When I was growing up, summertime was synonymous with holidays camping at coastal locations. The whole family would load up the trailer, later a caravan, and drive for hours to our chosen campground, ready to relax for the next few weeks.
This form of holidaying is every child’s first introduction to travel. Driving interstate is as good as flying to Europe for a month. The excitement of driving across the border is like entering a foreign country, all eyes peering out the window to see how different life is. Even just the change in car number plates was so exciting that we could have all gone home happy. On the flip side, whenever I saw an interstate driver in my own state, I immediately became suspicious, cursing these damned out-of-towners. “There’s New South Welshman in town; I can see the fluoro yellow number plates from here. ”
Camping in a caravan park was like staying at some kind of luxurious resort. The sign of quality was in the toilet blocks (“Look at the size of the toilet block. There must be at least five showers in there! No queuing for showers tonight!”). Having enough graffiti scrawled onto the cubicle walls was always important. It provided ample reading material. It was always curious to me why people felt the need to draw pictures of penises or write poems about a man from ‘Nantucket’. I never knew where Nantucket was or why so many profound things happened to this man which required all the information of his exploits to be immortalised on bathroom walls. But I was young; profanities written anywhere were entertainment plus.
It was always daunting the further your campsite was located from the shower block. Not because we were lazy but because the idea having to make the trip at night was intimidating. Walking through the chill of a silent caravan park was scary for a child. Every footstep echoed as if I were walking through an empty hall in football boots. Every snapped twig was a potential fiend, lying in wait to rob me of my worldly possessions. Considering I only carried a torch and my toothbrush on these midnight trips, I had little to offer any thief. They most inconvenient part was having to get dressed and put on a pair of shoes to make the dash. Getting dressed half asleep would lead to with my shirt on backwards and my shorts inside out. By the time I got back to my tent I was puffed out, wide awake and not the least bit concerned with sleep.
Any animals wandering around were a treat or just plain unlucky, as if we were camping in some kind of free-range zoo. I’ve never had to worry about having a crowd of people stand around me while I eat, but not so the creatures of any camping location frequented by my family. We could watch a wombat battle its way through the bush as if it were a police chase on an episode of Cops. Kangaroos were a different proposition. They were tall, fast and didn’t take any cr*p off anyone. They stood taller and had biceps double the size of mine. Those statistics are still correct as of today. It was well known to us that a roo would happily kick someone who wandered a little too close, violently protective of their own space. But that can be said of any Australian animal. They all have that angry streak.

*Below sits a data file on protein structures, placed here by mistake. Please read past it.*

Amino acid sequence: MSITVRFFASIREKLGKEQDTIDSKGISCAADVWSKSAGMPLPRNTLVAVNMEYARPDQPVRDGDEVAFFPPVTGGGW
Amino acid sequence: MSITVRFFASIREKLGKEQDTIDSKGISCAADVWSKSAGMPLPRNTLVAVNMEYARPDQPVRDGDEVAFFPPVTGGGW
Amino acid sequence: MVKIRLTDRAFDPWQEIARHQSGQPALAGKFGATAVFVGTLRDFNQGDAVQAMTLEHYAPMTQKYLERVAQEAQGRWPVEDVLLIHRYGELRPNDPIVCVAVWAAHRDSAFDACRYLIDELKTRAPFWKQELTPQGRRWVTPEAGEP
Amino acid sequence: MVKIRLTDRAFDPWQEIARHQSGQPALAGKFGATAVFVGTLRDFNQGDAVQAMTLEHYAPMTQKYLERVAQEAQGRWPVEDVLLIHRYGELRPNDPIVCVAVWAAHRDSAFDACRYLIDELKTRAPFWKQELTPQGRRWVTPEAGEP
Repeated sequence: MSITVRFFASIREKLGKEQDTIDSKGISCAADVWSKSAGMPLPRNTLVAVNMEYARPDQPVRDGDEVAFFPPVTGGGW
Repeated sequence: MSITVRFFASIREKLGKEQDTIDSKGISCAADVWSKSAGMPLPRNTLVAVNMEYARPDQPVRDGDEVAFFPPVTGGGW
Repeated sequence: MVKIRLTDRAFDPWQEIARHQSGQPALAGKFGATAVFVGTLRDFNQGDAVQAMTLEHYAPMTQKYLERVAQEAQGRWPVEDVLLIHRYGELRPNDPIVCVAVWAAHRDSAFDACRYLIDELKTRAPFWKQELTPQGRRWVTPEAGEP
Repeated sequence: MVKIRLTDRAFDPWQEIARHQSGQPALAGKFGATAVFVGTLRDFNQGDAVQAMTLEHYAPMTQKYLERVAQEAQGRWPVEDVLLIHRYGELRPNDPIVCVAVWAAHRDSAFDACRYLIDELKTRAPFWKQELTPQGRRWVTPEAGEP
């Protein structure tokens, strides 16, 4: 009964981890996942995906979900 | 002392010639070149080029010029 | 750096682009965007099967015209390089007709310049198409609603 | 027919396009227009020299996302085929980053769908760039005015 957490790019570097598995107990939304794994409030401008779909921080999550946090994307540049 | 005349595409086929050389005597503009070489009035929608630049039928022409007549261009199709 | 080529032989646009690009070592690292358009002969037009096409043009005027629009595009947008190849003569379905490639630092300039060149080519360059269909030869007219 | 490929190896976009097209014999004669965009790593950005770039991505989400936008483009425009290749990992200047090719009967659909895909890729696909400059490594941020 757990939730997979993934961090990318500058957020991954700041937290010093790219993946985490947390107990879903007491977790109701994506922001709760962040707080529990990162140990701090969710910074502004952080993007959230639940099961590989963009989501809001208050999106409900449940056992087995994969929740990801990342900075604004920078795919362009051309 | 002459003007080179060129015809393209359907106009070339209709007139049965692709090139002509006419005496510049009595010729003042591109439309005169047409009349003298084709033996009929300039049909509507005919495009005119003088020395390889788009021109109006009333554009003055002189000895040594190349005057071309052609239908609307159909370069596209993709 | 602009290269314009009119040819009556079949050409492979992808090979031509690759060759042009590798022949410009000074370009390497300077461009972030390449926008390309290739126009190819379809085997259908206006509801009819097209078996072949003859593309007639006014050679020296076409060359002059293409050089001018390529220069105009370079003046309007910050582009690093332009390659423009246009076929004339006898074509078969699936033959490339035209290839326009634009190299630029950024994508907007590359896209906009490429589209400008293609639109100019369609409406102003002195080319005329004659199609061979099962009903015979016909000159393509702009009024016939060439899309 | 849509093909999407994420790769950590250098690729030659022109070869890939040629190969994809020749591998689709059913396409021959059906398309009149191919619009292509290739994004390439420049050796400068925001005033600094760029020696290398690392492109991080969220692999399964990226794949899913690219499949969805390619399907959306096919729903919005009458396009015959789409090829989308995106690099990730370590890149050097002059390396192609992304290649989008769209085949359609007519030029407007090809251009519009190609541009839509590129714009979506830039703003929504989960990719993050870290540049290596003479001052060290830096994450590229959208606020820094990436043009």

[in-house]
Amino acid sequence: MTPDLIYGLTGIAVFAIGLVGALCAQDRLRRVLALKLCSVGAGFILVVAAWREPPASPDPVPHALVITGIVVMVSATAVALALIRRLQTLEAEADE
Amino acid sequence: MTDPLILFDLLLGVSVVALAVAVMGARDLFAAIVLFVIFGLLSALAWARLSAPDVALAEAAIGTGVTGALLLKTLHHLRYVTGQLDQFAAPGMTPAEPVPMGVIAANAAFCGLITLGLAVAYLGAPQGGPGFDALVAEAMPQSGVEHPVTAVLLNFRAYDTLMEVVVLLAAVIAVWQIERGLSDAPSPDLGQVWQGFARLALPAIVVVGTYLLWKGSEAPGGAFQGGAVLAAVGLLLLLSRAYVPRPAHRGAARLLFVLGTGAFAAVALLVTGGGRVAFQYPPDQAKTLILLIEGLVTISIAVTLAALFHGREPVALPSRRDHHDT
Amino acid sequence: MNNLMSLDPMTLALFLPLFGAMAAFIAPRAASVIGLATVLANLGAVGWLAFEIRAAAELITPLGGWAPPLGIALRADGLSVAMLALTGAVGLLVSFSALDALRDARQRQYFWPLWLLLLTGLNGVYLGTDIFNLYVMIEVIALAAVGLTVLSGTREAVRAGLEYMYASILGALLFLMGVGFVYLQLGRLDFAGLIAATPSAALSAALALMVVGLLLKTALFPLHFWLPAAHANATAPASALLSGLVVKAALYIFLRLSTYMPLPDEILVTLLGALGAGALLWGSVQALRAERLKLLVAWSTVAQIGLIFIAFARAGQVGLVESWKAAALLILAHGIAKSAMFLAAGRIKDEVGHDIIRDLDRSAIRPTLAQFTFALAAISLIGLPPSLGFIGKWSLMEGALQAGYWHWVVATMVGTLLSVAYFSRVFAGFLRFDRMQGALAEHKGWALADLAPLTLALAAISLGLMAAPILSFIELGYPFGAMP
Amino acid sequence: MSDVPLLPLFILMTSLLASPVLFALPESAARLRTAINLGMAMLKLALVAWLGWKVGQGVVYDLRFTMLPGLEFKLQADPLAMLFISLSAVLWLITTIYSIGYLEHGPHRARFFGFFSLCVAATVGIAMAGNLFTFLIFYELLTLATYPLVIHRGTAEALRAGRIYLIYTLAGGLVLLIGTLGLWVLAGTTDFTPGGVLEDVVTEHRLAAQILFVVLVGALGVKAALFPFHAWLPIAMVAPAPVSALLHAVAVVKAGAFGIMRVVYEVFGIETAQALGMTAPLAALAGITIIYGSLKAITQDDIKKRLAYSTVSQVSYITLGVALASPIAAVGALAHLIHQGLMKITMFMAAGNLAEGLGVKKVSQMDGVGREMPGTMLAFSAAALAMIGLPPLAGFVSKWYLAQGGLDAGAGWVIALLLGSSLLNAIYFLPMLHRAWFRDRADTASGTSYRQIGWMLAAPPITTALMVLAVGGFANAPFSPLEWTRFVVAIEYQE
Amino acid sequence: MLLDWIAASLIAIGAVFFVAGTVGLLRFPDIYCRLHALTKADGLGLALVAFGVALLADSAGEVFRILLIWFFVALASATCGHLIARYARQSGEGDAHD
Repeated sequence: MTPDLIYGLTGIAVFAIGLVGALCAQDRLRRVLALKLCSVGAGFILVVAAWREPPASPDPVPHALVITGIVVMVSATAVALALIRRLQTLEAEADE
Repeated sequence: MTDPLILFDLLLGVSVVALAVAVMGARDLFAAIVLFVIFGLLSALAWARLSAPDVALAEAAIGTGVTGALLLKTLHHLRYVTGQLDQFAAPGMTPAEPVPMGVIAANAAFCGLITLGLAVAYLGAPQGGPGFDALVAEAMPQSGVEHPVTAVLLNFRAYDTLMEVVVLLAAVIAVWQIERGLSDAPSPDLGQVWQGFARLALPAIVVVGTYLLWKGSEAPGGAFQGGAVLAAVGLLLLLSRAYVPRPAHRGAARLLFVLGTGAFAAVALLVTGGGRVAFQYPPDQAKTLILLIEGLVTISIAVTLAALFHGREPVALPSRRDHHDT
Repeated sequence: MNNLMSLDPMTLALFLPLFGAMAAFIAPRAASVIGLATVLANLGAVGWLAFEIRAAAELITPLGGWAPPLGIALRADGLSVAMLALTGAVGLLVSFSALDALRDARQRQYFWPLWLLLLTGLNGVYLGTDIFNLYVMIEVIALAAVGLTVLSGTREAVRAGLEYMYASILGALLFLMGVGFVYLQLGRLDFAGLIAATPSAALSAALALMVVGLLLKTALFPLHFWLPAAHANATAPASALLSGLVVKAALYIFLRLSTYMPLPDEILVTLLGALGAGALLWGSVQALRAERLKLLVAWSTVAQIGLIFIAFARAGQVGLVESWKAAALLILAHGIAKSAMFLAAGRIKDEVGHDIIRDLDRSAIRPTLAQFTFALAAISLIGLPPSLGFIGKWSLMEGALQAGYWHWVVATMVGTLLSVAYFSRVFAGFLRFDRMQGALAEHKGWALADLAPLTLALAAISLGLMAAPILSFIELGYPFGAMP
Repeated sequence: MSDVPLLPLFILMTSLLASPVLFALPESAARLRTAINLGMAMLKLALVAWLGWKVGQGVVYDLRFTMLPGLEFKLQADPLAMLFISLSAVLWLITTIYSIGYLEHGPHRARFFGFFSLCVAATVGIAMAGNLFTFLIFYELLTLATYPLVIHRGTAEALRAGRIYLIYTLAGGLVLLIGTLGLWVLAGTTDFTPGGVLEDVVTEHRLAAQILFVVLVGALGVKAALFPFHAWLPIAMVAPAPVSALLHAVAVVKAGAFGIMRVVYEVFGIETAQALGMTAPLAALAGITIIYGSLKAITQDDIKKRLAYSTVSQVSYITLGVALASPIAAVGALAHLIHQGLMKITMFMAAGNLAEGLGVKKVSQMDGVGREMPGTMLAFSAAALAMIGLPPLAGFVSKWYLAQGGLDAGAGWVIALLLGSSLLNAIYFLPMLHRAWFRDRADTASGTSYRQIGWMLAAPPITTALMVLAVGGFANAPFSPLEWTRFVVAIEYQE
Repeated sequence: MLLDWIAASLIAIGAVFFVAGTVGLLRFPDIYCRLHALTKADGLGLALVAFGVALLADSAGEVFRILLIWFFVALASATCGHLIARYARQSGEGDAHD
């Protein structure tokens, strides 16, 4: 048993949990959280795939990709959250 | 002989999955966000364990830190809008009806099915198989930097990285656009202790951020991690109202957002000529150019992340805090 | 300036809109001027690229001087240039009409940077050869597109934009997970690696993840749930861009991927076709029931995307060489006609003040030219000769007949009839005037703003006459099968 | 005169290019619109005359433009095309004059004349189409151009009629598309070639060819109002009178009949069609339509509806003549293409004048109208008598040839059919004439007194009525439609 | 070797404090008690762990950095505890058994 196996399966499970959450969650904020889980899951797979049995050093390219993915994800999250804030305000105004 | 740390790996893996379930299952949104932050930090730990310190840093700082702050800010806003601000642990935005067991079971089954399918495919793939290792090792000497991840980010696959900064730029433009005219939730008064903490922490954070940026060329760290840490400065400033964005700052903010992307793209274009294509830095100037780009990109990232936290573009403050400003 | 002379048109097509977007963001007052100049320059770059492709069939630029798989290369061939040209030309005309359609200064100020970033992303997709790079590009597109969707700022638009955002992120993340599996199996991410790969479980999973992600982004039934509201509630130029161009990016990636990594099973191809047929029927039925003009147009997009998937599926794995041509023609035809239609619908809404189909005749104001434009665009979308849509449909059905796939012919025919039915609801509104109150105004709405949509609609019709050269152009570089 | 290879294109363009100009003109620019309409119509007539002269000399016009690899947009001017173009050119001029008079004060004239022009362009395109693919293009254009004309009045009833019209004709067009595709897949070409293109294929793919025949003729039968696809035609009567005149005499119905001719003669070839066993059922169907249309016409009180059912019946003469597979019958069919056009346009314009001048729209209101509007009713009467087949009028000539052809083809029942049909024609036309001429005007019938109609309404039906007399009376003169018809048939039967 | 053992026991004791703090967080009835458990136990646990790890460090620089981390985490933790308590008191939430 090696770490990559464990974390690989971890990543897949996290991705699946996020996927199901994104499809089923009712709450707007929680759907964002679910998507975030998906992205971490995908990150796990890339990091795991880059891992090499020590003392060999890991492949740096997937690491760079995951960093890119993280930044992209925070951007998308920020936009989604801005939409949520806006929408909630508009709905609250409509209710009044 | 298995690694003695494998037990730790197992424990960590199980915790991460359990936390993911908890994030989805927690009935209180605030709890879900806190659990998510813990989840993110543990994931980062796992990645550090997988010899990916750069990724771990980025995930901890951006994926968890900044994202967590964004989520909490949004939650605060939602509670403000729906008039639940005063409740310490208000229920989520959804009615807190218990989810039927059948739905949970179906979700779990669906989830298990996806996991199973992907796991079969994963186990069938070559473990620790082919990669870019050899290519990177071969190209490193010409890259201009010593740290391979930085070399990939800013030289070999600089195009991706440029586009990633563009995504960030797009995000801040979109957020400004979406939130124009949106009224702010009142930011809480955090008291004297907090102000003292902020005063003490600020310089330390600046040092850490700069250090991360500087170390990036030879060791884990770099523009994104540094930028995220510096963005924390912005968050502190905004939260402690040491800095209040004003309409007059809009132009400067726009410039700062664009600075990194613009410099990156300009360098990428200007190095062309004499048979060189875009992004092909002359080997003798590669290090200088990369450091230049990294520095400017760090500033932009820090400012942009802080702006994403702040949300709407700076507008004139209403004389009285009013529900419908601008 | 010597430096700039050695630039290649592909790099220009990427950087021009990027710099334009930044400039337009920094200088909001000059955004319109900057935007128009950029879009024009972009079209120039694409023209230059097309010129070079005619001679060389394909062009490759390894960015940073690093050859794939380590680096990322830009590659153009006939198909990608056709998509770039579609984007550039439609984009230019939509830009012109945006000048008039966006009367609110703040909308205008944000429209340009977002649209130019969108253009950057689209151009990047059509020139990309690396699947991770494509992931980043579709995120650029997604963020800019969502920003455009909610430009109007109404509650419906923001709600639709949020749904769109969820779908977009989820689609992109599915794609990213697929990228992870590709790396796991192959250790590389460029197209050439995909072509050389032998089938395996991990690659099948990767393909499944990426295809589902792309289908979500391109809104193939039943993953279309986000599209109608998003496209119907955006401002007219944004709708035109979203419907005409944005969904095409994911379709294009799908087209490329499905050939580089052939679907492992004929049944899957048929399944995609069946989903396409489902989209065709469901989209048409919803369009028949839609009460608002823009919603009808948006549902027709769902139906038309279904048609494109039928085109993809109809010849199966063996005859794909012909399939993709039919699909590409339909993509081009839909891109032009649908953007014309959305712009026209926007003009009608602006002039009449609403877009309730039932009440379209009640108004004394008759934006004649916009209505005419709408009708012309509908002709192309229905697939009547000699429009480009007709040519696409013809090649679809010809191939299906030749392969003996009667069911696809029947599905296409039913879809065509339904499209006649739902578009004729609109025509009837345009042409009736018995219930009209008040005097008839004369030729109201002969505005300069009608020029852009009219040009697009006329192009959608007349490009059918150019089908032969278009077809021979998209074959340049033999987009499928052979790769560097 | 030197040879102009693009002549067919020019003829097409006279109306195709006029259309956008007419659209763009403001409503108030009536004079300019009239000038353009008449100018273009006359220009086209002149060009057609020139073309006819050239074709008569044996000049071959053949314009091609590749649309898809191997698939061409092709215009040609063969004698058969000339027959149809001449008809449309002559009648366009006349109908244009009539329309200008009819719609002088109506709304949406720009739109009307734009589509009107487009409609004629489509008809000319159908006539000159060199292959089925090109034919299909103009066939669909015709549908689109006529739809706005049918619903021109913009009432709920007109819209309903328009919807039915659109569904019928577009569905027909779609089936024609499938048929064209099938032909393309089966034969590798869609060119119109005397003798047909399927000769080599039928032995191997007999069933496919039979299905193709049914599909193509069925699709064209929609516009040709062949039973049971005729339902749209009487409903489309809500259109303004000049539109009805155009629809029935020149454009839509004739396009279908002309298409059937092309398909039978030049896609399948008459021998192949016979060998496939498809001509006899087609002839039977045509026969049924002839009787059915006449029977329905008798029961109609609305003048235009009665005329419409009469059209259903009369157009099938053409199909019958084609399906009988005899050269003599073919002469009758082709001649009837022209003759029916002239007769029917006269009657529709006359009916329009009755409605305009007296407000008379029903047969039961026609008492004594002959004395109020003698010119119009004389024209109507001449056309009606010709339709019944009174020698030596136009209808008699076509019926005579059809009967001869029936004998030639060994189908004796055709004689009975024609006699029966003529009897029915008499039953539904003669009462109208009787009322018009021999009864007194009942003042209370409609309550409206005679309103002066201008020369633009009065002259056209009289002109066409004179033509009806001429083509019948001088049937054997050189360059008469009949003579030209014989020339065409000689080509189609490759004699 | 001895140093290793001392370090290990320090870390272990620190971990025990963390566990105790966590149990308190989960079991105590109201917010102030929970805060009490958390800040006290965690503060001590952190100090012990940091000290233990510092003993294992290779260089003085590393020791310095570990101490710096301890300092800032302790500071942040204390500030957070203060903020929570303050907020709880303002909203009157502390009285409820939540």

The size of the playground was equivalent to a star rating; the bigger the better. You would quickly survey whether or not the other children were riding bikes without helmets. If they weren’t, the place was going to be awesome. A kid’s version of lawlessness. These days it’s all jumping pillows or beach caravan parks with swimming pools. Why there is a need to swim in a pool while a perfectly good beach is literally only metres away makes minimal sense to me. Perhaps it’s sand that is the overriding factor. I couldn’t name one person that doesn’t hold contempt for sand. The moment you go to the toilet and sand falls out of your underwear is the when you know you’re on a summer holiday with the family.
Proximity to the beach was important to us as kids. Not that it mattered; we were never allowed to go down there by ourselves anyway, like there was an invisible barrier between the top of the beach access ramp preventing us from swimming. It might also have something to do with the fact that no child wants to carry anything further than they have to. They want to go to the beach without the work of getting the equipment down there. A lot like teenagers in most aspects of life. I joke about teenagers of course. The amount of effort that must go into remembering all the different abbreviations and made up words they call ‘talking’ deserves some credit.
These trips were where I learnt to ply my trade as a card shark. Various games were played to pass the time. It would all start friendly enough until a debate would begin over a little known rule. It would start with a firm discussion and end with cards on the floor. It was good to be of a time where we were disconnected from technology. Had there been phones and iPads back then, one of us would have certainly ended up with concussion.
Summer camping trips and living out of a tent or caravan were the highlights of my year. They still are, to a certain extent, even if I can’t do it as often as I’d like. They were the birthplace of my desire to want to see and do fun things, exploring unfamiliar locations. Just getting out there is the best bit.
Wayward Tip: caravan parks are interesting places. They are cheaper than hotels (well, most of the time), just don’t let some of the strange folk who frequent them deter you.